The Museum of Ordinary Animals opens at the Grant Museum

7th September 2017

Ordinary Animals

Dogs, pigeons, cats, cows, chickens and mice - The Museum of Ordinary Animals tells the story of the boring beasts that have changed our world.

We tend to take these animals for granted since they are such a normal part of our lives, but these often overlooked creatures have had a profound impact on humanity and the natural world. In this free exhibition, we’ll be investigating where they came from, and the extraordinary things we have learned from them.

Dog nose

The exhibition will include a wide range of objects exploring archaeology, art, zoology and the history of science, and will feature stories from cutting-edge research taking place at University College London that investigates 'Ordinary Animals' in the wider contexts of culture and the environment. Exhibits include a wall of 4000 mice skeletons hand-collected from islands across the world; a brand new (ethically sourced) taxidermy chicken; famous animal-based artworks from UCL Art Museum’s collection; and Egyptian cat mummies and what may be the world’s oldest veterinary text, on loan from The Petrie Museum of Egyptian Archaeology.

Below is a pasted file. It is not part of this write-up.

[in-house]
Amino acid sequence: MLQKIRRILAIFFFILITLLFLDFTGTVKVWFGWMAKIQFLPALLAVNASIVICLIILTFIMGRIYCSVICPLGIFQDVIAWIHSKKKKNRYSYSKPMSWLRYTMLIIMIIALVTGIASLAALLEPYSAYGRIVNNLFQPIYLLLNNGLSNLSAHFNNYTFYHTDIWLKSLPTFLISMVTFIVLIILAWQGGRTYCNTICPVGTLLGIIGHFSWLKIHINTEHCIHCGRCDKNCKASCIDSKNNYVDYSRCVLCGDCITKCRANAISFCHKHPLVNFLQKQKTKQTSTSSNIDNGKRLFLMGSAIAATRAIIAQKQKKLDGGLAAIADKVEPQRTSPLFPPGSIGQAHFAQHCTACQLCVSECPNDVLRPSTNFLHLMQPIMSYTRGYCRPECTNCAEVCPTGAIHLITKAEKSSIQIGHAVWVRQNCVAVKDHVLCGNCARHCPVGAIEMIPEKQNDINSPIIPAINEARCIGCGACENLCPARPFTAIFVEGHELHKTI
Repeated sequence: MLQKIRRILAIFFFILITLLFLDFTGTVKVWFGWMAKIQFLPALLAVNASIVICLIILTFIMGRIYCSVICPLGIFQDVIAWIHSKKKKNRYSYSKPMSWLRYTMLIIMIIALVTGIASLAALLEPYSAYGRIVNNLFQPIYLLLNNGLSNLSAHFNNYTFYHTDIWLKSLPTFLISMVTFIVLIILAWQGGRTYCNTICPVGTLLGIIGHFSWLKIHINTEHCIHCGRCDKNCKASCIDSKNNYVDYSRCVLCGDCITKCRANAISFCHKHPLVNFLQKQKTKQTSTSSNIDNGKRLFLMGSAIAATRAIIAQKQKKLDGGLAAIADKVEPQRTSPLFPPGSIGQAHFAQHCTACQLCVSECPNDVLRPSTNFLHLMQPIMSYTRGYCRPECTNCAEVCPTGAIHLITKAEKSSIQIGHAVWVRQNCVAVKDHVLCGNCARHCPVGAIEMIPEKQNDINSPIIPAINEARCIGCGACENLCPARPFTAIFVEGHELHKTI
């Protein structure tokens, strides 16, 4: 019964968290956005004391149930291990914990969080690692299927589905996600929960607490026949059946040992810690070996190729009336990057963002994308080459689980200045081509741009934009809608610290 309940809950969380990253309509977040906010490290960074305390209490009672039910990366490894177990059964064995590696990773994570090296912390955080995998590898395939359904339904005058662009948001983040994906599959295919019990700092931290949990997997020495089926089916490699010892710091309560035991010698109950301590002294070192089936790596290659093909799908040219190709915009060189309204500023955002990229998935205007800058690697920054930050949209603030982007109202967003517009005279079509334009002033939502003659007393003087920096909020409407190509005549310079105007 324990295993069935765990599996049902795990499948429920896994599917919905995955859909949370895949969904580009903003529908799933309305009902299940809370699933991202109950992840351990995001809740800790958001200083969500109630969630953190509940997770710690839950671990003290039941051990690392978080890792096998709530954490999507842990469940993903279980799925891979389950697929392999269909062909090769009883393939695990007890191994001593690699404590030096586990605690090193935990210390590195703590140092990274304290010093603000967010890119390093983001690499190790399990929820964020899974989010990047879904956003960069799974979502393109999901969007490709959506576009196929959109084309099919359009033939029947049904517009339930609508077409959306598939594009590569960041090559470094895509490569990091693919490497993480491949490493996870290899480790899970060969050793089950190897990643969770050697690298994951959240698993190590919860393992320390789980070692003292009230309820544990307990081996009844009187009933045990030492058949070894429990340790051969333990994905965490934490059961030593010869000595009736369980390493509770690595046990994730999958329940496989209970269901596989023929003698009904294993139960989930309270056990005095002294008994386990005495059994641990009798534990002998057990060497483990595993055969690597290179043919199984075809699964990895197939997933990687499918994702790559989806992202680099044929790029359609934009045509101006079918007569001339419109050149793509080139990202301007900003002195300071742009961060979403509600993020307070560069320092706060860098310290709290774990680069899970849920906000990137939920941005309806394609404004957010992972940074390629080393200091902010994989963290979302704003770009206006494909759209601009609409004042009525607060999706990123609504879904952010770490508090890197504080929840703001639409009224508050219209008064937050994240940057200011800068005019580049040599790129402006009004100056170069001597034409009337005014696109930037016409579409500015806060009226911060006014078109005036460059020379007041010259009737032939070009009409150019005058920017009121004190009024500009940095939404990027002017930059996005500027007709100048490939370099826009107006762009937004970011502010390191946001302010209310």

Lucky cats

“Ordinary Animals are everywhere, and the ways they interact with our lives are endless and varied”, said Jack Ashby, Manager of the Grant Museum, “We have invited them into our homes as pets; their role in our diets has changed us biologically; they are critical to modern medicine and they hold huge symbolic value in many cultures. This exhibition aims to shed light on the profound ways that these familiar creatures have changed both the human and natural worlds”.


Pigeon Skeleton © UCL 

"Before humans, there were no 'Ordinary Animals'. We created them – either physically, through the process of domestication; or conceptually, through the ways we consider common wild species.” 

We hope you'll join us in giving these animals the attention they deserve! Check out more about the exhibition and linked events.



Share this: